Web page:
PART IX. NATIVE HAWAIIAN WATER RIGHTS
§174C-101 Native Hawaiian water rights. (a) Provisions of this chapter shall not be construed to amend or modify rights or entitlements to water as provided for by the Hawaiian Homes Commission Act, 1920, as amended, and by chapters 167 and 168, relating to the Molokai irrigation system. Decisions of the commission on water resource management relating to the planning for, regulation, management, and conservation of water resources in the State shall, to the extent applicable and consistent with other legal requirements and authority, incorporate and protect adequate reserves of water for current and foreseeable development and use of Hawaiian home lands as set forth in section 221 of the Hawaiian Homes Commission Act.
(b) No provision of this chapter shall diminish or extinguish trust revenues derived from existing water licenses unless compensation is made.
(c) Traditional and customary rights of ahupua‘a tenants who are descendants of native Hawaiians who inhabited the Hawaiian Islands prior to 1778 shall not be abridged or denied by this chapter. Such traditional and customary rights shall include, but not be limited to, the cultivation or propagation of taro on one's own kuleana and the gathering of hihiwai, opae, o‘opu, limu, thatch, ti leaf, aho cord, and medicinal plants for subsistence, cultural, and religious purposes.
(d) The appurtenant water rights of kuleana and taro lands, along with those traditional and customary rights assured in this section, shall not be diminished or extinguished by a failure to apply for or to receive a permit under this chapter. [L 1987, c 45, pt of §2; am L 1991, c 325, §8]
Hand-pounded poi, see §321-4.7.
Law Journals and Reviews
Native Hawaiian Homestead Water Reservation Rights: Providing Good Living Conditions for Native Hawaiian Homesteaders. 25 UH L. Rev. 85.
The Life of the Law is Perpetuated in Righteousness: The Jurisprudence of William S. Richardson. 33 UH L. Rev. 99 (2010).
Where Justice Flows Like Water: The Moon Court's Role in Illuminating Hawai`i Water Law. 33 UH L. Rev. 537 (2011).
Although the Hawaii administrative rules denominate aquifer-specific reservations of water to the department of Hawaiian home lands, such a limitation for purposes of water resource management does not divest the department of its right to protect its reservation interests from interfering water uses in adjacent aquifers. 103 H. 401, 83 P.3d 664.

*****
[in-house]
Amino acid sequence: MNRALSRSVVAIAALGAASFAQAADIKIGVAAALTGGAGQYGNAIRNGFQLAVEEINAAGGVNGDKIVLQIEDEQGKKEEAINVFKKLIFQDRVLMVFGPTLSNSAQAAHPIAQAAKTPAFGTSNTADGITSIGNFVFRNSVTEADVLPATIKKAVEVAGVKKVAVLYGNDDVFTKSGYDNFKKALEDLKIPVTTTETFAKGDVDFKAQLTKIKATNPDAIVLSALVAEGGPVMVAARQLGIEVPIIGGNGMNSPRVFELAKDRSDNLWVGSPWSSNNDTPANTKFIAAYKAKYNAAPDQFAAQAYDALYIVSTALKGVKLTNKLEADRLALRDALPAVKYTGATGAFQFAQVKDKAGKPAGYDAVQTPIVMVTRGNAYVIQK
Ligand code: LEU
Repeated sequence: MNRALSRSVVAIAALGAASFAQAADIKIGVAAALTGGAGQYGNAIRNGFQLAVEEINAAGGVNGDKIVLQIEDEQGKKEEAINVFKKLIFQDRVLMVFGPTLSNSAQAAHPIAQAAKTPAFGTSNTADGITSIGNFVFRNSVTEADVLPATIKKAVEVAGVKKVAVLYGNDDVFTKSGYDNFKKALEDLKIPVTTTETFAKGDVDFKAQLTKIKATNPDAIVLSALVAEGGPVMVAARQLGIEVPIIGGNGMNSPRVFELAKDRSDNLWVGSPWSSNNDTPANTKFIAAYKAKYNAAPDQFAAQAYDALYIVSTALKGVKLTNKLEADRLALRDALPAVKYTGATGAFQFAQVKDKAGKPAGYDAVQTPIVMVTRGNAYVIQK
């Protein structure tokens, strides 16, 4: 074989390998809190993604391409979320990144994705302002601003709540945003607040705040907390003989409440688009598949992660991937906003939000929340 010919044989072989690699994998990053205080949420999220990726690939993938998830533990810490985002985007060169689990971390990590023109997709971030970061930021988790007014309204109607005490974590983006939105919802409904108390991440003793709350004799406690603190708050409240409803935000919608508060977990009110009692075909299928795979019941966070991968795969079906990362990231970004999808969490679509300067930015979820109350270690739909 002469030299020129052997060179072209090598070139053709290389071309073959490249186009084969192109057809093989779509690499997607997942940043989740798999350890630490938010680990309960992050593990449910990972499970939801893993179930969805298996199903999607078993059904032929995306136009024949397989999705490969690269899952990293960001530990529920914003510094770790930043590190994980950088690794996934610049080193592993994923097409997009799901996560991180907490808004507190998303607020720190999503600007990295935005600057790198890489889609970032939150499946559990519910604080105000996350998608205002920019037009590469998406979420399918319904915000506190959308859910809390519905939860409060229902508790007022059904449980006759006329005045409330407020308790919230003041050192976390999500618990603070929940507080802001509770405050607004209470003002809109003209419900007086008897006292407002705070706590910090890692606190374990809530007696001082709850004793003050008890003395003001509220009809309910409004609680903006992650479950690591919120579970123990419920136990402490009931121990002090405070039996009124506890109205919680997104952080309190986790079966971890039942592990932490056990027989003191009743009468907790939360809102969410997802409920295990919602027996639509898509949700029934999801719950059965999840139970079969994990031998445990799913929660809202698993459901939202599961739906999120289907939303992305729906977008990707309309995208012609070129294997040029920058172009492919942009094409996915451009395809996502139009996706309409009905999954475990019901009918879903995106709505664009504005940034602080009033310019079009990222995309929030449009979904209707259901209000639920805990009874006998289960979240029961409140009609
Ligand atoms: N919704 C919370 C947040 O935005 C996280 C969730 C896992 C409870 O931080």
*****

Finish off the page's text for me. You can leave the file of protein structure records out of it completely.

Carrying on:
Insofar as the commission on water resource management, as the agency authorized to administer the state water code, determines the contents of the Hawaii water plan, which includes the designation of hydrologic units and sustainable yields, and the commission's "interpretation of its own rules is entitled to deference unless it is plainly erroneous or inconsistent with the underlying legislative purpose", it is within the commission's authority to limit reservations of water to specific aquifers. 103 H. 401, 83 P.3d 664.
Pursuant to article XI, §§1 and 7 of the Hawaii constitution, §220(d) of the Hawaiian Homes Commission Act, and subsection (a), a reservation of water constitutes a public trust purpose. 103 H. 401, 83 P.3d 664.
Where commission on water resource management failed to render the requisite findings of fact and conclusions of law with respect to whether applicant had satisfied its burden as mandated by the state water code, it violated its public trust duty to protect the department of Hawaiian home lands' reservation rights under the Hawaiian Homes Commission Act, the state water code, the state constitution, and the public trust doctrine in balancing the various competing interests in the state water resources trust. 103 H. 401, 83 P.3d 664.
Where commission on water resource management refused to permit cross examination of water use applicant's oceanography expert regarding the limu population along the shoreline, in effect precluding the commission from effectively balancing the applicant's proposed private commercial use of water against an enumerated public trust purpose, the commission failed adequately to discharge its public trust duty to protect native Hawaiians' traditional and customary gathering rights, as guaranteed by the Hawaiian Homes Commission Act, §220, article XII, §7 of the Hawaii constitution, and this section. 103 H. 401, 83 P.3d 664.
Commission on water resource management's conclusion that "no evidence was presented" to suggest that the rights of native Hawaiians would be adversely affected by permit applicant's proposed use erroneously shifted the burden of proof to complainants; thus, commission failed to adhere to the proper burden of proof standard to maintain the protection of native Hawaiians' traditional and customary gathering rights in discharging its public trust obligations. 116 H. 481, 174 P.3d 320.